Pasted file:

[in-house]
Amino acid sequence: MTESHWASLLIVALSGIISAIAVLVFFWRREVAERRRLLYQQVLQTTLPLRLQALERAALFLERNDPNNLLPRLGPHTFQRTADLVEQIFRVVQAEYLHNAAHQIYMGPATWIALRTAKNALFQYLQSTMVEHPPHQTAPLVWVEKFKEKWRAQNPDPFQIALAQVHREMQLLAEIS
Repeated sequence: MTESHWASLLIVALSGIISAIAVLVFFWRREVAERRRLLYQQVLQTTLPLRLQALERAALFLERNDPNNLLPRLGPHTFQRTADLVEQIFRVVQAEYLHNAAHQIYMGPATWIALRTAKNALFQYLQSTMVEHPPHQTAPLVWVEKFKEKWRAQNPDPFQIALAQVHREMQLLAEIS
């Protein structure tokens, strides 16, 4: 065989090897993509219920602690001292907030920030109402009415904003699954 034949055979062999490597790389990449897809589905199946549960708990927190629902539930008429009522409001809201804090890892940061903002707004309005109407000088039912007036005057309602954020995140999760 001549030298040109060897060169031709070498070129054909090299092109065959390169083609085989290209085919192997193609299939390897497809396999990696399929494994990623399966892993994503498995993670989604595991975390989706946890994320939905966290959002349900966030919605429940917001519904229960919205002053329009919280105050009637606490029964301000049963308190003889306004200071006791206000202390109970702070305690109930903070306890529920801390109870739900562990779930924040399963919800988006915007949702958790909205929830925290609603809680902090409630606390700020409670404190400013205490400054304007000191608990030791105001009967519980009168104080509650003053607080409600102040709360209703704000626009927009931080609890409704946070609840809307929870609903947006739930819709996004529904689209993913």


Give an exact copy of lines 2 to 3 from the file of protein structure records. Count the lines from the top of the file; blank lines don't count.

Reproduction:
Amino acid sequence: MTESHWASLLIVALSGIISAIAVLVFFWRREVAERRRLLYQQVLQTTLPLRLQALERAALFLERNDPNNLLPRLGPHTFQRTADLVEQIFRVVQAEYLHNAAHQIYMGPATWIALRTAKNALFQYLQSTMVEHPPHQTAPLVWVEKFKEKWRAQNPDPFQIALAQVHREMQLLAEIS
Repeated sequence: MTESHWASLLIVALSGIISAIAVLVFFWRREVAERRRLLYQQVLQTTLPLRLQALERAALFLERNDPNNLLPRLGPHTFQRTADLVEQIFRVVQAEYLHNAAHQIYMGPATWIALRTAKNALFQYLQSTMVEHPPHQTAPLVWVEKFKEKWRAQNPDPFQIALAQVHREMQLLAEIS